This article was updated at 10:40am BST on May 12 with clarification from an Ubisoft analyst.
Ubisoft is shifting away from its traditional strategy of releasing 3-4 premium AAA titles each year, but plans to launch “high-end free-to-play” games for all its biggest franchises.
The company provided an update on its game development strategy during its full-year earnings call on Tuesday, when it said it intends to be less reliant on AAA releases as part of its overall product mix.
“In line with the evolution of our high-quality line-up that is increasingly diverse, we are moving on from our prior comment regarding releasing 3-4 premium AAAs per year,” said Ubisoft’s chief financial officer Frederick Duguet.
UPDATE: Ubisoft has told VGC its free-to-play push “does not mean” it will release less premium games.
ORIGINAL STORY CONTINUES: “It is indeed no longer a proper indication of our value creation dynamics. For example, our expectation for Just Dance and Riders Republic are consistent with some of the industry’s AAA performers.
“Additionally, we are building high-end free-to-play games to be trending towards AAA ambitions over the long-term,” he added.
“This is purely a financial communication evolution and doesn’t change the fact that we continue to expect a high cadence of content delivery including powerful premium and free-to-play new releases.”
Posting on Twitter, one of Ubisoft’s senior analysts claimed the company’s comments were in reference to “F2P becoming a larger share of the revenue pie, not an indication that there will be less traditional paid games like AC.”
They wrote: “The content mix is expanding, not changing. A good comp is the evolution of CoD since Warzone… I mostly wanted to steer the convo away from ‘F2P games are replacing AAA paid games’ to ‘F2P is going to be an additional way to experience some of these IPs’”.
Last week Ubisoft announced plans to expand The Division with new free-to-play and mobile games.
Tom Clancy’s The Division: Heartland is being led by Red Storm Entertainment and is described as a standalone experience set for release on PlayStation, Xbox and PC. No details were revealed on the separate mobile game.
“It’s in reference to F2P becoming a larger share of the revenue pie, not an indication that there will be less traditional paid games like AC. The content mix is expanding, not changing.”
“In terms of Heartland, the way we think about building the audience reach growth for our biggest franchises, so starting with The Division, is to come with high quality free-to-play games,” Duguet said on Tuesday’s earnings call.
“We recognise this is the first year we are coming meaningfully into the space. That’s why we need to take reasonable assumptions for year one on the top line as well as on the contribution, but of course we want to make sure this is a strong contributor in the long-term to the expansion of the overall brand on console and PC, and then of course will come mobile at a later time.”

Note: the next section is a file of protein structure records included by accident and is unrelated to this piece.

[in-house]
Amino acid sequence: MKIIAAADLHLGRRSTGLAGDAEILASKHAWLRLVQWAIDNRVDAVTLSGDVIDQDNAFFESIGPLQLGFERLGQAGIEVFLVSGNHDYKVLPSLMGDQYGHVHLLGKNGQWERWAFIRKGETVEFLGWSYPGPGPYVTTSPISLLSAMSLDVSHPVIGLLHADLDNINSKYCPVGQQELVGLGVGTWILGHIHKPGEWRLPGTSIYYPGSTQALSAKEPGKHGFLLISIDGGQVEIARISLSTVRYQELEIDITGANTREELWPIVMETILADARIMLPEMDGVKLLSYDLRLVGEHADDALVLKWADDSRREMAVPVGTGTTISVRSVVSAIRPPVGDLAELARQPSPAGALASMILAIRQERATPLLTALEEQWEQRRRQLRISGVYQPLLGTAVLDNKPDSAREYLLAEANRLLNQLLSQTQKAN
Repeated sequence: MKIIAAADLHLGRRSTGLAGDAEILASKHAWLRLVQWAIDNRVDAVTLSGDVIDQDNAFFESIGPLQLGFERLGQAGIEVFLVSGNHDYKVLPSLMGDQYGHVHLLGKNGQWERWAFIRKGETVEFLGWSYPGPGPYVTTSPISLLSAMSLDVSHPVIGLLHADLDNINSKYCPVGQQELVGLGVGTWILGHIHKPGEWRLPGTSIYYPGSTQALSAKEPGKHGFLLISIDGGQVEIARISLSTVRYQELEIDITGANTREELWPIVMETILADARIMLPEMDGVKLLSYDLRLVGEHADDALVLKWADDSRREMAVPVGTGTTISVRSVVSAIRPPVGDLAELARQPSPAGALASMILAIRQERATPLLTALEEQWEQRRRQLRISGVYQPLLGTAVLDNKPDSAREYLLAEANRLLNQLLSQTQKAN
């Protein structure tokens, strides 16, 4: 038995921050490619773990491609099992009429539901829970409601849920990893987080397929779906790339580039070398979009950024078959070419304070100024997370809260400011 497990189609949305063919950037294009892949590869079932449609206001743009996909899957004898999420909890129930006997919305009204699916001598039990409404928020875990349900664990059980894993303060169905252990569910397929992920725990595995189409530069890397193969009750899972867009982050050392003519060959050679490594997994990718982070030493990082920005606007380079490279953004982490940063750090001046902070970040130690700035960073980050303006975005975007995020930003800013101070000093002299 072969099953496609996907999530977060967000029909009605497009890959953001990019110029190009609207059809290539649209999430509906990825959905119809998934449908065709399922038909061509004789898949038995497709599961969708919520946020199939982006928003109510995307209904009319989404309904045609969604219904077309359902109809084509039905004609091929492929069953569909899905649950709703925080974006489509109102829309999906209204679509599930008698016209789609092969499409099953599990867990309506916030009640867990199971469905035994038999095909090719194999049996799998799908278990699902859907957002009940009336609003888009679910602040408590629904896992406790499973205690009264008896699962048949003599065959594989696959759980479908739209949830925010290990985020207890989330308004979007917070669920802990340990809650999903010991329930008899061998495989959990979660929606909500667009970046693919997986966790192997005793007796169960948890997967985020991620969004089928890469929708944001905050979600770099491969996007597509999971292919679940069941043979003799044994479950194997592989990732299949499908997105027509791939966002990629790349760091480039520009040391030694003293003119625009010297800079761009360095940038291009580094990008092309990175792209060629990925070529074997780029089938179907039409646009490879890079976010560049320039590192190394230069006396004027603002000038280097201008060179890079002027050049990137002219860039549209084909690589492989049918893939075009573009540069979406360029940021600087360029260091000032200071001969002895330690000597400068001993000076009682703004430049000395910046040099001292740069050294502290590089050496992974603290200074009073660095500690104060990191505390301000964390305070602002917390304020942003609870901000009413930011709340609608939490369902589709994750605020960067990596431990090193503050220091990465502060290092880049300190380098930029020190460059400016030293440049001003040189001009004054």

Duguet elaborated on the new direction: “We think that we have a great opportunity to meaningfully expand the audiences of our biggest franchises.
“We have taken the time to learn from what we did last year with Hyper Scape. We are also learning of course with the launch we’ll be making of Roller Champions and we’ve been learning a lot with Brawlhalla, which is fast growing.
“And we think it is now the time to come with high quality free-to-play games across all our biggest franchises across all platforms, but of course it will take time before proving it in a more assertive way. That’s why we want to be cautious in year one. If we are successful, that can have a very meaningful impact on the value creation of Ubisoft.”
The publisher said on Tuesday that the current fiscal year ending on March 31, 2022 will include the releases of Far Cry 6 and Rainbow Six Quarantine by September 30, plus Riders Republic, The Division Heartland and Roller Champions.
And it confirmed during its earnings call that it has no AAA games scheduled for release during the second half of the fiscal year, which includes the Christmas season.
Open-world pirate game Skull & Bones was planned for release during the current fiscal year, but Ubisoft said on Tuesday that it had been delayed yet again. The game is now scheduled for release during its next fiscal year beginning in April 2022.
Ubisoft also said the Assassin’s Creed franchise recorded its strongest sales year to date in the company’s last fiscal year.
“What we see with Assassin’s Creed is that we have a fantastic recipe and that’s why we decided to expand the [Valhalla] post-launch programme to make it the biggest, longest, strongest that we have ever had on the franchise,” Duguet said.